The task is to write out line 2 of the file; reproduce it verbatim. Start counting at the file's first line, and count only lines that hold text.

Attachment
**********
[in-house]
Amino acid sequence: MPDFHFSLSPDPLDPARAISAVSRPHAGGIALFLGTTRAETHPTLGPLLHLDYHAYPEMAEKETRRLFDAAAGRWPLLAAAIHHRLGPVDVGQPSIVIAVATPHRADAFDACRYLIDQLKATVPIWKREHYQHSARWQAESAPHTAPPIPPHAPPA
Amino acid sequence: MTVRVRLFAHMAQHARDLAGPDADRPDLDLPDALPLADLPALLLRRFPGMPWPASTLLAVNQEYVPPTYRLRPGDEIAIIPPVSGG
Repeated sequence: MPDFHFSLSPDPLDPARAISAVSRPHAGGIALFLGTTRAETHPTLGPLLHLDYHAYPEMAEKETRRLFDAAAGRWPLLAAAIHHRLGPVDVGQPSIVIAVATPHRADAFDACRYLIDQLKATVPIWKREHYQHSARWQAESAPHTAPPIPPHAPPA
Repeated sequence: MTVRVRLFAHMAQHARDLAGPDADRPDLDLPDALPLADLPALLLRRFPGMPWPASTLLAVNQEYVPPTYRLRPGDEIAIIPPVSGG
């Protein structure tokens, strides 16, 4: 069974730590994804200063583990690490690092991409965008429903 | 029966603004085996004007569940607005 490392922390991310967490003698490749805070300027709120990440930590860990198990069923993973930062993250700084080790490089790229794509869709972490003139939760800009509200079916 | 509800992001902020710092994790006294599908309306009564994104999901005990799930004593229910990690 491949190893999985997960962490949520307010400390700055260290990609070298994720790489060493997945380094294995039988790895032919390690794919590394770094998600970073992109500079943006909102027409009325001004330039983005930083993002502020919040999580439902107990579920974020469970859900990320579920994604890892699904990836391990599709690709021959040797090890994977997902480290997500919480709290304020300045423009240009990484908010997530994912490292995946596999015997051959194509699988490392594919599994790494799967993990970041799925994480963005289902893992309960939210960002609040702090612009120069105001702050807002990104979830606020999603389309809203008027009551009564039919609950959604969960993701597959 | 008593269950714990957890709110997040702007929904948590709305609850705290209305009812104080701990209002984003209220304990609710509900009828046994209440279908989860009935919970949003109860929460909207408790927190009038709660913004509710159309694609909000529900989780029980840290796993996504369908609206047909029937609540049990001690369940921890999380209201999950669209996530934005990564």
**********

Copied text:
Amino acid sequence: MPDFHFSLSPDPLDPARAISAVSRPHAGGIALFLGTTRAETHPTLGPLLHLDYHAYPEMAEKETRRLFDAAAGRWPLLAAAIHHRLGPVDVGQPSIVIAVATPHRADAFDACRYLIDQLKATVPIWKREHYQHSARWQAESAPHTAPPIPPHAPPA